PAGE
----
(Civil.Ge) — Russian President’s aide Vladislav Surkov, who oversees Georgia’s Abkhazia and South Ossetia regions, visited Sokhumi on July 3, and discussed, among other issues, Russia’s financial assistance to the region.
Surkov, who is deeply implicated in all political decisions of the two regions, held meetings with Abkhaz leader Raul Khajimba, as well as the head of the Abkhaz government Beslan Bartsits.
In the opening statement before his meeting with Raul Khajimba, Vladislav Surkov pointed out that it was important to look at “outstanding issues” of economic and political cooperation during the talks, including the implementation of the treaty on “alliance and strategic partnership” signed between Sokhumi and Moscow on November 24, 2014.
At the press engagement after the meeting, Surkov praised relations with Sokhumi leadership and said that he and Khajimba “understand each other perfectly and are absolutely like-minded.” “I am happy to underline that politically there is a very favorable period in the republic, [there is] stability, which is critically important for the development of the republic, its economy and social life,” Surkov noted.
“Our meeting was held in a very positive atmosphere … new stage of the investment program has been launched, financial transfers have already been made from Russia, high quality documentation was prepared [by the Abkhaz side] on all facilities [to be funded], most of which is of infrastructural character, which I believe is very important, since we have built quite a lot of social facilities already. Infrastructural facilities are necessary for economic development, as well as for tourism, industry and many other [sectors],” Surkov added.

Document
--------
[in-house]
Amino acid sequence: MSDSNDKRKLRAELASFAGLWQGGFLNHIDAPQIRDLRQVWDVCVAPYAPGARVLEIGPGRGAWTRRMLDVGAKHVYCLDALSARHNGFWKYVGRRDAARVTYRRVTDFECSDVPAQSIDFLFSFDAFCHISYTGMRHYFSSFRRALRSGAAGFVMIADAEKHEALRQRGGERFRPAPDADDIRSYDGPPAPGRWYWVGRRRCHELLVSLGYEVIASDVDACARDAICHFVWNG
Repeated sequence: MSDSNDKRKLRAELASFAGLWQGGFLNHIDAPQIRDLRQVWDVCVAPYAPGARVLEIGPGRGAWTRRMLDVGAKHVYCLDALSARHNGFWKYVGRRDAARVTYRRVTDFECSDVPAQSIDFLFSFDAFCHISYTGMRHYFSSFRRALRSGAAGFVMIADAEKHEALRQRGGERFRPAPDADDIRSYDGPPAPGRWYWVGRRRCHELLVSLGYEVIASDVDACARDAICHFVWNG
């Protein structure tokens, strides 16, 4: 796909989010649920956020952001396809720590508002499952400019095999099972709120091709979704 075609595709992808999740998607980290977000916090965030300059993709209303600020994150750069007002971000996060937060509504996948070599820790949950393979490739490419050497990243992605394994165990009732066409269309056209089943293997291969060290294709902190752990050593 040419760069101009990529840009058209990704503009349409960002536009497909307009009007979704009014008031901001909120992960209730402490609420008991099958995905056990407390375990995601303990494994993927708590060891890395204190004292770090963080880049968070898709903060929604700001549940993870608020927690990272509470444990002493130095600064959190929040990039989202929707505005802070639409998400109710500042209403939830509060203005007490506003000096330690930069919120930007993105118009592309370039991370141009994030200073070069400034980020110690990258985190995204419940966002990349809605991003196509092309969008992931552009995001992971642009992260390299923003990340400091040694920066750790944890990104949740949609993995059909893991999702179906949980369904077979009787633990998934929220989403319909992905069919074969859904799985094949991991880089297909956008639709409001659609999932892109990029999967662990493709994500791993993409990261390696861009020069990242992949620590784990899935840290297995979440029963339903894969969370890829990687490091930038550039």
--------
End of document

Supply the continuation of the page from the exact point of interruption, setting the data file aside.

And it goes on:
Speaking on the business environment in the region, the Kremlin aide stressed that there are “certain” restrictions “hampering” the private investments from Russian businesses, including of infrastructural and political nature (property in Abkhazia can be only owned by “the citizens of Abkhazia”).
“The real estate market is strictly limited here and if this restriction was reasonably lifted, without endangering Abkhazia’s sovereignty, it would give as a strong impetus ahead,” Surkov noted.
Surkov also touched upon Russia’s future plans with regards to Sokhumi, saying that he hopes the agreement on medical insurance will be “ratified and completed,” increasing the level of medical service in Abkhazia “to Russian standards.”
The two spoke on the agreement on dual citizenship between Sokhumi and Moscow, granting the right to obtain Russian citizenship to “the citizens of Abkhazia.” Here, the Abkhaz leader noted that the agreement “is being discussed by the [Abkhaz] cabinet of ministers” and expressed hope that the Russian and the Abkhaz sides would complete the process “in the nearest future.”
The agreement on dual citizenship, is part of the treaty on “the friendship, cooperation and mutual assistance” signed between Russia’s President Dmitri Medvedev and the Abkhaz leader Sergei Bagapsh on September 17, 2008.
According to the document, citizens of one contracting party can obtain the citizenship of another contracting party “on terms and in the manner established by the legislation of the contracting party whose citizenship is obtained.”
Russia also committed to “undertake additional measures” to ease procedures required for obtaining Russian citizenship for “the citizens of Abkhazia,” in the treaty on “alliance and strategic partnership” signed between Sokhumi and Moscow on November 24, 2014.
During his one-day visit to Sokhumi, Vladislav Surkov and Beslan Bartsits inspected a number of facilities renovated with Russian funding, including a school and a library in Sokhumi.
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